• Individual pegmatites have various forms including tabular dikes, tabular sills, lenticular bodies, and irregular masses. Even the biggest LCT pegmatite bodies are much smaller than typical granitic plutons. One of the largest and richest pegmatites, Greenbushes, is only 3-km long and a few hundred meters across (Partington and others, 1995). Most LCT pegmatites are much smaller than this.
• Above world map shows selected LCT pegmatites or pegmatite districts of the world. The following tonnages are expressed as million tonnes (NYSE:MT) of ore, at the indicated percentages of the oxides of tantalum and lithium, Ta2O5 and Li2O. Giant deposits include Tanco in Canada (2.1 Mt at 0.215% Ta2O5), Greenbushes in Australia (70.4 Mt at 2.6% Li2O), and Bikita in Zimbabwe (12 Mt at 1.4% Li2O). The United States was once a major producer of lithium from pegmatites; among the important districts were King's Mountain, North Carolina, and the Black Hills, South Dakota.
• The diversity of valid mineral species in the most evolved LCT pegmatites is impressive; at Tanco, for example, 105 minerals have been identified (London, 2008). Huge crystals are another hallmark of LCT pegmatites. The biggest spodumene was 14 m long; the biggest beryl, 18 m; and the biggest potassium feldspar, 49 m (Rickwood, 1982). These are all the more remarkable because pegmatites are believed to have crystallized in a matter of days to years (London, 2008).
• In areas of good bedrock exposure, LCT pegmatites are readily recognized: they are lightcolored rocks with enormous crystals. Granitic pegmatites are relatively resistant and tend to stand above their surroundings.
Photographs from the LNPG Property: A = view to northeast from Cirque 2; B = ﬁeld setting of pegmatites (dikes ~1 m wide); C = megacrystic minerals with long crystal axes perpendicular to dike/country rock contact; D = mineral banding in dike shown in B, E and F outlined and annotated photographs of a megacrystic dike and pegmatite/aplite banding respectively. (Source)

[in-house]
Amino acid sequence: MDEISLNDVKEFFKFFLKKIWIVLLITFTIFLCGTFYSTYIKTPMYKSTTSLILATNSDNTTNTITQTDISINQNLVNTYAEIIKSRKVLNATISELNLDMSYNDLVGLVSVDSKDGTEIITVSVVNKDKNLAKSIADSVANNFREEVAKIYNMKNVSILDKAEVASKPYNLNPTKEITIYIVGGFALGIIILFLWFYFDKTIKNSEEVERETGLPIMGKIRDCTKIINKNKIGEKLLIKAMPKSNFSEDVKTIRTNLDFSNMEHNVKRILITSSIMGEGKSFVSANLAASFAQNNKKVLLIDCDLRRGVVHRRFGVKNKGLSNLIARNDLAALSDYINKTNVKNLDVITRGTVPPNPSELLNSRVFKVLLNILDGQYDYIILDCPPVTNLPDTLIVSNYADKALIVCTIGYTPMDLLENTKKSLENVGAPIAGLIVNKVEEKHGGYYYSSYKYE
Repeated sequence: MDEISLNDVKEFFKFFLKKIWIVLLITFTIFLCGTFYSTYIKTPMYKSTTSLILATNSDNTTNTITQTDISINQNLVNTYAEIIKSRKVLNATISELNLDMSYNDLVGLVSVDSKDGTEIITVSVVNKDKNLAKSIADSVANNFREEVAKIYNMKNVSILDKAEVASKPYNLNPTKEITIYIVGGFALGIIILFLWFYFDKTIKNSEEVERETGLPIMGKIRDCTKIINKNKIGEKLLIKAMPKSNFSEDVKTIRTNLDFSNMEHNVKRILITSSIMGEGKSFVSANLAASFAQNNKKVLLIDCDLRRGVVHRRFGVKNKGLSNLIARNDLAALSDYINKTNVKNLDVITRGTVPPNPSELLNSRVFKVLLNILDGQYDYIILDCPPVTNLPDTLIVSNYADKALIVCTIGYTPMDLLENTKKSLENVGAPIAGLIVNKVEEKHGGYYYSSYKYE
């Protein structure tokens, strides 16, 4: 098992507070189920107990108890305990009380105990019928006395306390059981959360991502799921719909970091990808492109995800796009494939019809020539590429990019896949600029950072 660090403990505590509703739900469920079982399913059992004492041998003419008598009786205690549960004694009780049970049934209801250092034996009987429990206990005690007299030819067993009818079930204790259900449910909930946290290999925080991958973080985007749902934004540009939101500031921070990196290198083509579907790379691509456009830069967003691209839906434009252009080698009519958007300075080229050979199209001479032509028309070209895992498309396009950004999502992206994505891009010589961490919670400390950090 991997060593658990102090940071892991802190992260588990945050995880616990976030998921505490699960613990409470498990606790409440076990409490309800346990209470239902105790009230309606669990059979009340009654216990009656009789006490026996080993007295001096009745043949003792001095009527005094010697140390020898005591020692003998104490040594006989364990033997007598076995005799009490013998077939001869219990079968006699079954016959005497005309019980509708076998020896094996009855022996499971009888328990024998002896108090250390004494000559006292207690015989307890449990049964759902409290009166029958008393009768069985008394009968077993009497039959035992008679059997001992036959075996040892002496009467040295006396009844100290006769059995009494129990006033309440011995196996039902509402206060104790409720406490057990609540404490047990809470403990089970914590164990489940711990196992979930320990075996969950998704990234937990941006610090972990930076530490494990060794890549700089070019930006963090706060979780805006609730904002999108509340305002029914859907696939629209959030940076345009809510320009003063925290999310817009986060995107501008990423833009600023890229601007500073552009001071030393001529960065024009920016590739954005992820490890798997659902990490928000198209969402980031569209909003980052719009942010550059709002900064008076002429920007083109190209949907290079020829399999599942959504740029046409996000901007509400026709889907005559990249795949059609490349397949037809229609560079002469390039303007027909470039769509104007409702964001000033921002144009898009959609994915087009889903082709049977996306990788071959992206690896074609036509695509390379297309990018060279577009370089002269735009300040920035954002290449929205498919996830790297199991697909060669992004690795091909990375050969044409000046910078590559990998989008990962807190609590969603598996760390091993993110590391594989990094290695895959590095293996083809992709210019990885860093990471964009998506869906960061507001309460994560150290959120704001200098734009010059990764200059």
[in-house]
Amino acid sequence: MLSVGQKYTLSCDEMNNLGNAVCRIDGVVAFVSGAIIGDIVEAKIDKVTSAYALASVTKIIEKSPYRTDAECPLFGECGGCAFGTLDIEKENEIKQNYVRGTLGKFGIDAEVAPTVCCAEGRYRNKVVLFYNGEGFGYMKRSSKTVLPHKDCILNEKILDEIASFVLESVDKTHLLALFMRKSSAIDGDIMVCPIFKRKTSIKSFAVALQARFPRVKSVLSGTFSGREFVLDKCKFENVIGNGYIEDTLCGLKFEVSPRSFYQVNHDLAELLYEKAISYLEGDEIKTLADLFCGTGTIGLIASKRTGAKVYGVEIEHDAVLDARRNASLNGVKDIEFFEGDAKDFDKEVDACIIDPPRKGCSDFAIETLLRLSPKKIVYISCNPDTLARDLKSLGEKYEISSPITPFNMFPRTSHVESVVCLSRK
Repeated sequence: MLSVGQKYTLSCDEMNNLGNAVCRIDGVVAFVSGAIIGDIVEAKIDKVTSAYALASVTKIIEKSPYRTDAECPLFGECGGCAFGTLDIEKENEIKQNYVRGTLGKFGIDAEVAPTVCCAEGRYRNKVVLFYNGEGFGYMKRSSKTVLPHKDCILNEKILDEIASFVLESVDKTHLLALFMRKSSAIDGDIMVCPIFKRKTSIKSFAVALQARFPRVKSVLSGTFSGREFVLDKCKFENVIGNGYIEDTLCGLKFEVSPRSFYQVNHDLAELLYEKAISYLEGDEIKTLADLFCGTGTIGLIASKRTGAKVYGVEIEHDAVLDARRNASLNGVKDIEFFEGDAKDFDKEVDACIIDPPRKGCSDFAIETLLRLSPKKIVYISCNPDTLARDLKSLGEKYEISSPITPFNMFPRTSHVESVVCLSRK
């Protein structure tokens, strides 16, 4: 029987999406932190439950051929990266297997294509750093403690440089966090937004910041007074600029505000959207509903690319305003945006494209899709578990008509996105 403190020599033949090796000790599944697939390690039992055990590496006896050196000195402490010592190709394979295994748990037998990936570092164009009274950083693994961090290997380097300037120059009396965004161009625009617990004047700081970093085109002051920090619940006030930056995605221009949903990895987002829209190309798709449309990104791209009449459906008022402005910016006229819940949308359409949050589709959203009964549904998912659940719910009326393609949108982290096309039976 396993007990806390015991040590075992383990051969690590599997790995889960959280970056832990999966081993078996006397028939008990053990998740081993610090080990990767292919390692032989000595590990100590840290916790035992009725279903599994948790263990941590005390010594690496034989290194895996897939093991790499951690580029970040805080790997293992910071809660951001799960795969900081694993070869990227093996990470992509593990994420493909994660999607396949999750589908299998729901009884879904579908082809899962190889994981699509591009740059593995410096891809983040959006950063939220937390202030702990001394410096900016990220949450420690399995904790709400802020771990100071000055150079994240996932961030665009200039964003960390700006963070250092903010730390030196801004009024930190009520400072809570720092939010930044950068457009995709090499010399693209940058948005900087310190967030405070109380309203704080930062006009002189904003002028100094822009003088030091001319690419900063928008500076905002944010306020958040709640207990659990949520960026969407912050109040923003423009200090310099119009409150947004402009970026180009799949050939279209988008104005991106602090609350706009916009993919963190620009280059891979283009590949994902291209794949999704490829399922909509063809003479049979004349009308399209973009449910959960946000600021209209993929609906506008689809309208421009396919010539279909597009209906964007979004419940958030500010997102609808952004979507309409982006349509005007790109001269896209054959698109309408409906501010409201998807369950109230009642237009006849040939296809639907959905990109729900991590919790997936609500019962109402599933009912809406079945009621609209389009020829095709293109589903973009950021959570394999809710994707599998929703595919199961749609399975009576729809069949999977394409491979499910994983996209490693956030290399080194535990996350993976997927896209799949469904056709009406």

Hardrock vs. Brine
Production costs from brines are somewhat lower with $2,000-3,000 USD/t, yet with current prices well above $10,000 USD/t, hard-rock lithium mining has become a very lucrative business as well, so far primarily in Australia. Hardrock lithium deposits have the advantage of a short and direct path to production, one that is not influenced by weather or dependent on new technologies that still must prove viability on a commercial scale.
In contrast to lithium brine deposits, hard-rock deposits offer certainty of simplicity and size. On top of that, pegmatites can be moved from an exploration to development project extremely quickly, given the simplicity of a spodumene pegmatite and the volumes of historic information on the methods to process these ore bodies.
Spodumene-bearing pegmatites continue to be an important supply of lithium globally, despite the advent of low-cost production from lithium brine deposits in South America in the mid-1990's. As the demand for lithium increases, pegmatite deposits around the world are gaining more focused attention as a viable, stable, and long-term supply source. Further, in many lithium pegmatite districts, other rare and specialty-metals have been recovered, including tin, beryllium, tantalum, and niobium which are often associated with spodumene pegmatite deposits.
The world's largest active lithium mine is the Greenbushes Mine in Australia, with reported reserves (as of September 2012) of 61.5 million t at 2.8% Li2O. The mine produces lithium from spodumene bearing pegmatite and has been in operation since 1985. In 2015, the global lithium market (in lithium carbonate equivalent or "LCE") is estimated to have been approximately 171,000 t, for which the Greenbushes Mine accounted for 55,000-60,000 t, or some 35% of the market (source: Deutsche Bank, May 2016).
Joe Lowry, lithium expert and market veteran, recently noted:
"The addition of several new spodumene players (Mt Cattlin, Mt Marion, Pilbara and at least one new player in Quebec) by the end of the decade will continue to increase the hard rock share of the market over the next few years. This is probably a good time to mention a "mini myth" - let's call it a "sub myth": brine based lithium is the "best" source of lithium. Yes, lithium chemicals produced from world class brine are lower cost than hard rock based production; however, it is clear that the advantages of spodumene have greatly exceeded the cost disadvantages in recent years. It has been the growth of "high cost" spodumene capacity that has kept lithium supply in balance with demand over the past few years and will keep it in balance with demand over the past few years and will keep it in balance for at least the next three years."